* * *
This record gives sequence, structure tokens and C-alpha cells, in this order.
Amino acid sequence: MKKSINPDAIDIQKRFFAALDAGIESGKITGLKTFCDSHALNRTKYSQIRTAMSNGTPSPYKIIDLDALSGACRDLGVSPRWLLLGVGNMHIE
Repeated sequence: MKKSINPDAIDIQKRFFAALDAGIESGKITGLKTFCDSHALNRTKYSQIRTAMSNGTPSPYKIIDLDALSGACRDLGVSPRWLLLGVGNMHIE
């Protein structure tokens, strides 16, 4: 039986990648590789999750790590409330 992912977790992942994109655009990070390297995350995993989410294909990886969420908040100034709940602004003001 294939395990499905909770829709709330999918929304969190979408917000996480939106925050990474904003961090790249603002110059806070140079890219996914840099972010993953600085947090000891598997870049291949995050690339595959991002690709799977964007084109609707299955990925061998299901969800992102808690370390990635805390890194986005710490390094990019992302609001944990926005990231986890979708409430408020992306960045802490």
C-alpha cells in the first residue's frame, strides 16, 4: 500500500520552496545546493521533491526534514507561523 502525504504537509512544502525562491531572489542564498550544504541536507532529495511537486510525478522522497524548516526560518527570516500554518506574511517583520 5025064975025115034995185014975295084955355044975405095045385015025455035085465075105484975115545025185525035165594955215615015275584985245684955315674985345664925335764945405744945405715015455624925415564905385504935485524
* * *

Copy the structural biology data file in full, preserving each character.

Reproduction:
This record gives sequence, structure tokens and C-alpha cells, in this order.
Amino acid sequence: MKKSINPDAIDIQKRFFAALDAGIESGKITGLKTFCDSHALNRTKYSQIRTAMSNGTPSPYKIIDLDALSGACRDLGVSPRWLLLGVGNMHIE
Repeated sequence: MKKSINPDAIDIQKRFFAALDAGIESGKITGLKTFCDSHALNRTKYSQIRTAMSNGTPSPYKIIDLDALSGACRDLGVSPRWLLLGVGNMHIE
């Protein structure tokens, strides 16, 4: 039986990648590789999750790590409330 992912977790992942994109655009990070390297995350995993989410294909990886969420908040100034709940602004003001 294939395990499905909770829709709330999918929304969190979408917000996480939106925050990474904003961090790249603002110059806070140079890219996914840099972010993953600085947090000891598997870049291949995050690339595959991002690709799977964007084109609707299955990925061998299901969800992102808690370390990635805390890194986005710490390094990019992302609001944990926005990231986890979708409430408020992306960045802490």
C-alpha cells in the first residue's frame, strides 16, 4: 500500500520552496545546493521533491526534514507561523 502525504504537509512544502525562491531572489542564498550544504541536507532529495511537486510525478522522497524548516526560518527570516500554518506574511517583520 5025064975025115034995185014975295084955355044975405095045385015025455035085465075105484975115545025185525035165594955215615015275584985245684955315674985345664925335764945405744945405715015455624925415564905385504935485524